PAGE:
LOS ANGELES — Damien Rice got Shorty.
The Irish singer/songwriter won the third annual Shortlist Music Prize on Sunday, stealing the award’s new gold statuette, the Shorty, from higher profile nominees like Floetry and Interpol.
Rice, whose passionate performance earlier in the night entranced the sold-out Wiltern Theatre (click for exclusive photos ), was so certain someone else would win that he was on his way out of the venue after the five-hour concert when an organizer suggested he stick around.
In his awkward acceptance speech, Rice set the Shorty on the ground and said the night was about celebrating people who are working really hard on music.
“I felt like the record we made was selfish and really just for us,” Rice explained, sitting with his band after the event. “It’s odd being selected or nominated, but very nice, I guess. The main thing for me that I want to continue is to forget about everybody else and make the next record that we’re making just for ourselves again, because there’s something about being in a space where you’re not thinking of other people. You’re just in a moment creating music and emotion and in a space with people you feel comfortable with. And that for me is the essence of what it is that we’ve done and what it is we do.”
The Shortlist Music Prize — which carries with it a $5,000 check and went to N.E.R.D. last year (see “N.E.R.D. Win Shortlist Prize” ) — is modeled after the U.K.’s prestigious Mercury Music Prize, except the judges are fellow musicians and artists rather than simply journalists.
This year’s panel included the Neptunes, Chris Martin, Flea, Erykah Badu, Perry Farrell, Dave Matthews, Josh Homme, Mos Def, the Chemical Brothers, Tori Amos, Tom Waits and directors Cameron Crowe and Spike Jonze, all of whom voted by absentee ballot at Sunday’s Listmaker dinner, where the winner was chosen. Past Shortlist supporters Beck, the Roots’ Ahmir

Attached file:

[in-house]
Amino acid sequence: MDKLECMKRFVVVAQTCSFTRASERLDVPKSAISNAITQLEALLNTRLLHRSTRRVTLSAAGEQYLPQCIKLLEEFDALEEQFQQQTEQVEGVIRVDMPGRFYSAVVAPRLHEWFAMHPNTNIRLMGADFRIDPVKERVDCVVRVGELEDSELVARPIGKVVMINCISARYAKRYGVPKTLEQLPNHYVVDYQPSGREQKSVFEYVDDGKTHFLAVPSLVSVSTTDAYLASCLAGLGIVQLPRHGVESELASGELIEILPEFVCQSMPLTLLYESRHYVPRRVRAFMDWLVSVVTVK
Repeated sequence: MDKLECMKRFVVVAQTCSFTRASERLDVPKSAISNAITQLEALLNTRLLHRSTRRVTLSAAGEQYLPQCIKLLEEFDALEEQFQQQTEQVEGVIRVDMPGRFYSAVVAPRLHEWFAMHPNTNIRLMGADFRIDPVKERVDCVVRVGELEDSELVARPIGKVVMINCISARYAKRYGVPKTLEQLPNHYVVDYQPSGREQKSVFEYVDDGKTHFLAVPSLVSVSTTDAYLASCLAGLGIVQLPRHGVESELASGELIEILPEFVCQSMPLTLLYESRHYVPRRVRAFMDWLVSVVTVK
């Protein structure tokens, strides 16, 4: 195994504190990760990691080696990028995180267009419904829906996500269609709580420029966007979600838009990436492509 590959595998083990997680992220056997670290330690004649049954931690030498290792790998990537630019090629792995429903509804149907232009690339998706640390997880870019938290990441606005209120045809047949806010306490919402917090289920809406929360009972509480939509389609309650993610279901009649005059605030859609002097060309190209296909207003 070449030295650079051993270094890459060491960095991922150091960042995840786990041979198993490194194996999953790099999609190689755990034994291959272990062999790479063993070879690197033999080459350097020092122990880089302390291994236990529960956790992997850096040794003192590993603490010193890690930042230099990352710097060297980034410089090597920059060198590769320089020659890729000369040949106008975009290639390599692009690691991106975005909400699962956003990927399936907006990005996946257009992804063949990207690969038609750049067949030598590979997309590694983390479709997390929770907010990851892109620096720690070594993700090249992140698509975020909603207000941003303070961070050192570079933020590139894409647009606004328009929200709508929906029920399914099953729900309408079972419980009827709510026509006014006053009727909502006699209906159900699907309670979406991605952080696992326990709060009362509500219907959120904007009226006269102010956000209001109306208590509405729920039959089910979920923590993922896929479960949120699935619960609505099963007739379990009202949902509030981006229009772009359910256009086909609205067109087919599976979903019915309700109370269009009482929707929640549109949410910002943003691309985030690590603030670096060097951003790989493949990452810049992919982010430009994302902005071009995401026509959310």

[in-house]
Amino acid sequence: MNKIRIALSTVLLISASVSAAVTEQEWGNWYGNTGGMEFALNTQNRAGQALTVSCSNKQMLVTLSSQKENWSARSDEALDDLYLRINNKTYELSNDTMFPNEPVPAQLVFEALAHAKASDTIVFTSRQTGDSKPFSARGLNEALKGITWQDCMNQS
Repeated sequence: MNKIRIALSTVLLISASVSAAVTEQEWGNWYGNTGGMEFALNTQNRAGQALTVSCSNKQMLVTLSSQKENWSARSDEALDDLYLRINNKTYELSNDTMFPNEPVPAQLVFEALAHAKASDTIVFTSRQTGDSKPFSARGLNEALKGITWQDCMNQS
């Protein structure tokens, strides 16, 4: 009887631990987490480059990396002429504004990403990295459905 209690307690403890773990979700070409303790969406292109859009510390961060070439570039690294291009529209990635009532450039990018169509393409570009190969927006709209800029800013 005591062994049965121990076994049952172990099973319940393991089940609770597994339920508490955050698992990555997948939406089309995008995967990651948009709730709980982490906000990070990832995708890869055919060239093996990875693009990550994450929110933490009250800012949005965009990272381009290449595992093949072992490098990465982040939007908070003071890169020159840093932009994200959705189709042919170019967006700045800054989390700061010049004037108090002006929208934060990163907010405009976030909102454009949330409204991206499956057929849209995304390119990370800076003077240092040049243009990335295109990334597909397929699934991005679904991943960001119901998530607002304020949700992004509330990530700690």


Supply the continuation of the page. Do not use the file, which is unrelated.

“?uestlove” Thompson, Macy Gray and Dan “the Automator” Nakamura, along with newcomer Musiq, attended the dinner.
Since the Shortlist Prize is designed for emerging artists, any album that has sold more than 500,000 copies is ineligible when the long list is compiled in the summer. The original list, which consists of about 100 albums, is narrowed down to 10, the coveted Shortlist. Before the award was presented, eight of the 10 acts on the Shortlist performed. Sigur Ros, who won the inaugural Shortlist Prize, and the Yeah Yeah Yeahs were nominated but could not perform because of other commitments.
In his five-song set, Rice played four songs from his winning O before closing with the B-side “Woman Like a Man.” The single “Volcano,” which showcased Vyvienne Long’s cello chops, was a standout, but the crowd favorite was certainly “Cold Water.” Before the song, Rice explained it was about breaking off an imaginary relationship, but the laughs ended as soon as Lisa Hannigan’s satin voice began. The mood changed again when Rice took over, exploding in a rage that was both frightening and inspiring.
The Streets opened the show with British rapper Mike Skinner rhyming over DJ tracks in between sipping on a bottle of champagne. The perpetual partier seemed a bit out of place in the early time slot, but the crowd danced along. Chan Marshall, a.k.a. Cat Power, looked a little uncomfortable as well, her issue being the size of the theater. The club veteran made things more comfortable, however, when she meandered out into the crowd as she sang old soul standards.
Bright Eyes were the first full band to take the stage, destroying the barebones vibe with a loud, sometimes chaotic blend of 13 performers, including two drummers. Even with all that going on, singer Conor Oberst managed to keep all attention on his distinct croon. Before ending with a show-stealing “Let’s Not Sh– Ourselves,” Oberst went on a rant about playing in a Clear Channel-owned venue, something the band tries to avoid. “I’d like to draw a line in the sand and say you’re either with us or against us,” he said. His fans answered by screaming every word to the song. One even crashed the staged and bowed on his knees until security removed him.
The Black Keys’ show looked smaller, which just guitarist Dan Auerbach and drummer Patrick Carney onstage, but the sound was just as huge, blending elements of traditional blues with Jimi Hendrix-style guitar rock. Chestnutt followed with a spirited set of rock and soul, featuring “The Seed” and other tracks from his Headphone Masterpiece. Floetry’s show was equally soulful, but with a hip-hop flavor similar to the Fugees.
Interpol closed the show with six songs from the band’s acclaimed debut, including favorites “NYC,” “PDA” and “Obstacle 1.” The Joy Division-inspired tunes had fans dancing, but after nearly five hours of music, some showed a look that seemed to say, “Just announce the damn winner already.”
“I don’t think you can call it the Shortlist anymore, ’cause we’ve all been here for four f—ing hours now,” Macy Gray joked at one point.
A more condensed version of the evening, including interviews and a sneak peak into the Listmaker dinner, will air October 25 on MTV2.